You Give the Coat off Your Back Weekend of November 9 and 10
St. Martin Coat Drive Why Do We Do It?
The Story of St. Martin of Tours and why we our Council sponsors a Coat Drive:
Martin was born of pagan parents in what is now Hungary in circa 316 AD, and grew up in Italy. His father was a tribune in the Imperial Horse Guard. Martin was forced at the age of 15 to serve in the cavalry corps of the Roman military as his father. By the time he was 18, Martin is believed to have served in Gaul, and also eventually Milan and Treves. Scholars think he served as part of the emperor's guard.
As a young soldier, Martin encountered a beggar in Amiens, France. The beggar was unclothed and it was very cold. Martin removed his cloak and with his sword, he cut it in half. He gave this half to the beggar and dressed himself in the remnant. That night, Martin had a vision in which Jesus spoke to him while wearing the torn cloak he had given him. When he awoke, the garment was restored. Moved by this vision and apparent miracle, Martin immediately finished his religious instruction and was baptized at the age of 18.
On leaving the Roman army, Martin settled at Poitiers, under the guidance of Bishop Hilary. He became a missionary in the provinces of Pannonia and Illyricum (now in the Balkan Peninsula), where he opposed Arianism, a heresy that denied the divinity of Christ. In 360 he rejoined Hilary at Poitiers. Martin then founded a community of hermits at Ligugé, the first monastery in Gaul. In 371 he was made bishop of Tours, and outside that city he founded another monastery, Marmoutier, to which he withdrew whenever possible.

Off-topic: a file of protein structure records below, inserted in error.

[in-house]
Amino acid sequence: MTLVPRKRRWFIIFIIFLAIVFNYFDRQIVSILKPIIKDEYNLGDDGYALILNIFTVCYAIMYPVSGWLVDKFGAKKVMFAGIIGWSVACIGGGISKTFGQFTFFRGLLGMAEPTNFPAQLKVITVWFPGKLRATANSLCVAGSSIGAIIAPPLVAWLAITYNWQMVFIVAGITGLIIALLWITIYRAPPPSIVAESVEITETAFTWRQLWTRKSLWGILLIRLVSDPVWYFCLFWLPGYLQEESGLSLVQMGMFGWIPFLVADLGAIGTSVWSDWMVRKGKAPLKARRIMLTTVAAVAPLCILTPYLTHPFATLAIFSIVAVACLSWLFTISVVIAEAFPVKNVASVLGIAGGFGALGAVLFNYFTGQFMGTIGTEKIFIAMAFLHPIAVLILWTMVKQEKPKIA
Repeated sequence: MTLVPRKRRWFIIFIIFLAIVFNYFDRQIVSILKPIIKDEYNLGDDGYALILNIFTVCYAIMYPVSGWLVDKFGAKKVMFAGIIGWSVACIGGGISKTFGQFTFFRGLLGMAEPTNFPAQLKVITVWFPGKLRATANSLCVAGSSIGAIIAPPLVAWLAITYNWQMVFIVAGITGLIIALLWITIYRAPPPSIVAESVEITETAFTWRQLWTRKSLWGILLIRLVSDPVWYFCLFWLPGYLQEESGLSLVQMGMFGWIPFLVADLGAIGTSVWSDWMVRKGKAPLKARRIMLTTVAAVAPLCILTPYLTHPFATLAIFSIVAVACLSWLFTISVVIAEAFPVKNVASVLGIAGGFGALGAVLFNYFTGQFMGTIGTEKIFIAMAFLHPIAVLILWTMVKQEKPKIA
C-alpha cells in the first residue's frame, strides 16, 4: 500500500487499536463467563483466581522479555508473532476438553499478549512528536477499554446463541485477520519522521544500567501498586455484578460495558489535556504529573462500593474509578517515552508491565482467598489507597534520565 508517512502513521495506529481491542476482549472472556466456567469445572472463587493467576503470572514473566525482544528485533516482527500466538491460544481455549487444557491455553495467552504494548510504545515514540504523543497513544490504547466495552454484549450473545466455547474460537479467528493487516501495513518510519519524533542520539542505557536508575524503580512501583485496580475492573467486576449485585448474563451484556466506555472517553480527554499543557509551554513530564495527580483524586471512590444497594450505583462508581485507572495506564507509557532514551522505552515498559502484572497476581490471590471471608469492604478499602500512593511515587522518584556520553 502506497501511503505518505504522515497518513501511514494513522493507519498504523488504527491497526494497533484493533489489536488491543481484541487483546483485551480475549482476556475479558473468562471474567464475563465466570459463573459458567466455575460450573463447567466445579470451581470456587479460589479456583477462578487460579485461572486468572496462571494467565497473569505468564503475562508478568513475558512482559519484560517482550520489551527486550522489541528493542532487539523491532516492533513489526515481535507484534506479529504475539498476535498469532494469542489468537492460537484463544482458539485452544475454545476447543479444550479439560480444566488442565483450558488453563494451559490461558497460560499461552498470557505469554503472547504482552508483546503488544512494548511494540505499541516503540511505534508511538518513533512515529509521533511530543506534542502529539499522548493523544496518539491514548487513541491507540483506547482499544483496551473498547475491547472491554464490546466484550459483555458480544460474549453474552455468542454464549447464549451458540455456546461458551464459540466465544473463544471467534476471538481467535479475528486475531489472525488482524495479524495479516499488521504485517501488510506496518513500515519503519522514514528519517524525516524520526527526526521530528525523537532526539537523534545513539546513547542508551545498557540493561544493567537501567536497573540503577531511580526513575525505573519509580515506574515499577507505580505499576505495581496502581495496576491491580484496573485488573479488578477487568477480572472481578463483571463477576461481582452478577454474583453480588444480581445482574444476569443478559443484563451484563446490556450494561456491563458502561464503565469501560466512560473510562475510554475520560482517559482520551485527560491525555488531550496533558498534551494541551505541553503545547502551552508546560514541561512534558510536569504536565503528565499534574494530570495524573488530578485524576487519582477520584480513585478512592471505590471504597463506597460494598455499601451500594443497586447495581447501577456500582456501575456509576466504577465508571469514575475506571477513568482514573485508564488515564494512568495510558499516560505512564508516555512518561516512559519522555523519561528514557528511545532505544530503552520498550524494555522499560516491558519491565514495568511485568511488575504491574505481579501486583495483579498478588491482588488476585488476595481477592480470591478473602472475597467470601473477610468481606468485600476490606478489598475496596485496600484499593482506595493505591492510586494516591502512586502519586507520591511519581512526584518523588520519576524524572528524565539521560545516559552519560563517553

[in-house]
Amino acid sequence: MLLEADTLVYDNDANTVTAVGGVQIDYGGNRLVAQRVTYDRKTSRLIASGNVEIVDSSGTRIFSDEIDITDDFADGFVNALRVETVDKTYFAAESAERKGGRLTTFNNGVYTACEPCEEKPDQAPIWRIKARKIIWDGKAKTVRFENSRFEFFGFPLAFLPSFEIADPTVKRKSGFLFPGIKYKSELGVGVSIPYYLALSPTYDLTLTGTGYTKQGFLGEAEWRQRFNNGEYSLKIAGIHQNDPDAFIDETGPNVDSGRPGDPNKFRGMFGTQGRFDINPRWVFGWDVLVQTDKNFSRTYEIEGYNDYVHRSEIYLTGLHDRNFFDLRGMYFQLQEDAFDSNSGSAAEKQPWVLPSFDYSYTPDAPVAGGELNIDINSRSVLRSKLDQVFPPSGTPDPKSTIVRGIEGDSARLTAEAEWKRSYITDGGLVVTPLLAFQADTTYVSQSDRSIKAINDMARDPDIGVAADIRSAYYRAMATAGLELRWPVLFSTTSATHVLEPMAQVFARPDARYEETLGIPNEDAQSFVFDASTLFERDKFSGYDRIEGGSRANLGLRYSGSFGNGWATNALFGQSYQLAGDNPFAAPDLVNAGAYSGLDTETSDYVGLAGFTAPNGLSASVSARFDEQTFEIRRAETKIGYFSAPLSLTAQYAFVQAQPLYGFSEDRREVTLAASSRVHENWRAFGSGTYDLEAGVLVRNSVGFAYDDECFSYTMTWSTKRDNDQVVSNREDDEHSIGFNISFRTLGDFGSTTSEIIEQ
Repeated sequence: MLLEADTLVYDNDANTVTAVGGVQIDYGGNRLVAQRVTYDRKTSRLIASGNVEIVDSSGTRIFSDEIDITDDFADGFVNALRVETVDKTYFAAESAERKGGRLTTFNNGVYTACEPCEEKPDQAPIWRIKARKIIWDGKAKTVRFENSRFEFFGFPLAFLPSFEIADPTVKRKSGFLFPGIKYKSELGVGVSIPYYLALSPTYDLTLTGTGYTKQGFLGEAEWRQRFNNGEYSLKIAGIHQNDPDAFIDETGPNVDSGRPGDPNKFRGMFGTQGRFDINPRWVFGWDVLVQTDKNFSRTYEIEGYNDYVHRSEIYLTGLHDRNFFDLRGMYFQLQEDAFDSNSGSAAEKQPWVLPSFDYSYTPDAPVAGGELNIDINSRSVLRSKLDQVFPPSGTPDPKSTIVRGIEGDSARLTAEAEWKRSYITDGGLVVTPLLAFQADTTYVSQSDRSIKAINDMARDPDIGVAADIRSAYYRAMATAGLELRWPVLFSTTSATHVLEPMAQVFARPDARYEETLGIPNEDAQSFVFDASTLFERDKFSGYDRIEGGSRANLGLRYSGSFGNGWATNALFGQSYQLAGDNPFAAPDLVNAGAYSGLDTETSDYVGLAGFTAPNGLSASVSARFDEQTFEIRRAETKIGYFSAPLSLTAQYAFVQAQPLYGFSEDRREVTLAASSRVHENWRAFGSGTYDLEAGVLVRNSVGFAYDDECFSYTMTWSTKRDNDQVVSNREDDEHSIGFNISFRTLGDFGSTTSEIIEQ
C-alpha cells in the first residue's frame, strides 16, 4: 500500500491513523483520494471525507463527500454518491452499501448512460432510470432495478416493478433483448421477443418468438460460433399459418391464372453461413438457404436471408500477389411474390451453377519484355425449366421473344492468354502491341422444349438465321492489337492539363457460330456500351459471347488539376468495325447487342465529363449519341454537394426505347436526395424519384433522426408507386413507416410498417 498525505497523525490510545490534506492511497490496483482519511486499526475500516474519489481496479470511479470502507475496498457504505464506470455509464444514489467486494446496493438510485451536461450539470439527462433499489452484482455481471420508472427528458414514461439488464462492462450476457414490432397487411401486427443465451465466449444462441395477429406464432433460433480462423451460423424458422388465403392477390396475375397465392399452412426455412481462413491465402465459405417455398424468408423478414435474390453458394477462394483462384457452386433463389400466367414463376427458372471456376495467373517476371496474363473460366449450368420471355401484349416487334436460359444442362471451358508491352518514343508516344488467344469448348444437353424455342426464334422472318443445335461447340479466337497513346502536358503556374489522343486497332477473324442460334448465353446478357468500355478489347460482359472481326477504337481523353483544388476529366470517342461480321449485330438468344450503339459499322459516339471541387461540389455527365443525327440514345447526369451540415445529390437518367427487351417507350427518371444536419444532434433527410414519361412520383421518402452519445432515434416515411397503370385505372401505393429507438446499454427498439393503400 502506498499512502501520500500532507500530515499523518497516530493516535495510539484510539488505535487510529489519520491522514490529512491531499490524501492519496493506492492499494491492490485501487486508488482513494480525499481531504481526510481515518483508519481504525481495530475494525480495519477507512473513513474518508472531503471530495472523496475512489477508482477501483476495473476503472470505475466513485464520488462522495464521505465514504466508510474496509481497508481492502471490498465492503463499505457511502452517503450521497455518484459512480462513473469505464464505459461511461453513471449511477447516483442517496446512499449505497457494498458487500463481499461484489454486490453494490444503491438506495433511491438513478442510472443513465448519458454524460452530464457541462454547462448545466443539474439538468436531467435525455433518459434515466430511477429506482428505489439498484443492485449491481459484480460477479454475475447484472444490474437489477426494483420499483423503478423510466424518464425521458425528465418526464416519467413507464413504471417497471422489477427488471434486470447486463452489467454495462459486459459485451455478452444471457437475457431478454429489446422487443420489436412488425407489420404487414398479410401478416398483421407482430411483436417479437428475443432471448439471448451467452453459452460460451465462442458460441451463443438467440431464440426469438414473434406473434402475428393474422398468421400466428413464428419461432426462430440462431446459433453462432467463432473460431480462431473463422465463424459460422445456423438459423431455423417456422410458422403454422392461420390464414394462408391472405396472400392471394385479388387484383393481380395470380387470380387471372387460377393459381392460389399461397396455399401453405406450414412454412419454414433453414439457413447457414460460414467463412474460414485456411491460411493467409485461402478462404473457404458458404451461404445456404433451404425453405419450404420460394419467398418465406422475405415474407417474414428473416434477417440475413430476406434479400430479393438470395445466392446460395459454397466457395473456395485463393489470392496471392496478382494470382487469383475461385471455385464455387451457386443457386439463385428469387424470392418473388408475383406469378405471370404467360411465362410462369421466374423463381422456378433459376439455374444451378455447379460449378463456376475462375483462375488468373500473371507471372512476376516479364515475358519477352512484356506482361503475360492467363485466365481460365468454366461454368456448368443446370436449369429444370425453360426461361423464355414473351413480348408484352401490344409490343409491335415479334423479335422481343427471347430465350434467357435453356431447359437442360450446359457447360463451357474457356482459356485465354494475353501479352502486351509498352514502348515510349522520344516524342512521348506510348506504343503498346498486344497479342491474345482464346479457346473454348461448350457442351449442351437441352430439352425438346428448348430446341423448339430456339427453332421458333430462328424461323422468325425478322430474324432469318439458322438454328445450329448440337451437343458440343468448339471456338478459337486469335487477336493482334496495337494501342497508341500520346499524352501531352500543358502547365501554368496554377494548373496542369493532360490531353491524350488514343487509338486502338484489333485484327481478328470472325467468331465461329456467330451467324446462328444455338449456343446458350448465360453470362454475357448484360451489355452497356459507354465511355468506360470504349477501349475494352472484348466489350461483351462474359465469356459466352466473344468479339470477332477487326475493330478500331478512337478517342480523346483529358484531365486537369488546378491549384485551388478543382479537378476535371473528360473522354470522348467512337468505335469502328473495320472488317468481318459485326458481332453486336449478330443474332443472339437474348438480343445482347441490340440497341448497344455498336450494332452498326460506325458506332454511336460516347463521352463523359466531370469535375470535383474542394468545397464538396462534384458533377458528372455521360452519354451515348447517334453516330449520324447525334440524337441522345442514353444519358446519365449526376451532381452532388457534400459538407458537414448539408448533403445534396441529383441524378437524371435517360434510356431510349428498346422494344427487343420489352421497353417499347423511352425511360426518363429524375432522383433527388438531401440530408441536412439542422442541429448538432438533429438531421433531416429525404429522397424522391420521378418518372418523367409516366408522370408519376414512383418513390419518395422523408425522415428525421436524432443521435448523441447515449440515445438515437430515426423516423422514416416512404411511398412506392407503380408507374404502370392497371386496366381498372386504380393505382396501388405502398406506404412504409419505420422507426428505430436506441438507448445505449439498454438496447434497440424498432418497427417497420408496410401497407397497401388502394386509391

As Bishop, Martin made Marmoutier a great monastic complex to which European ascetics were attracted and from which apostles spread Christianity throughout Gaul. He himself was an active missionary in Touraine and in the country districts where Christianity was as yet barely known. He passed away in 397 AD. During his lifetime, Martin acquired a reputation as a miracle worker, and he was one of the first non-martyrs to be publicly venerated as a saint.
Thank You SMT Parishioners! You gave coats to warm more than 250 of God's people!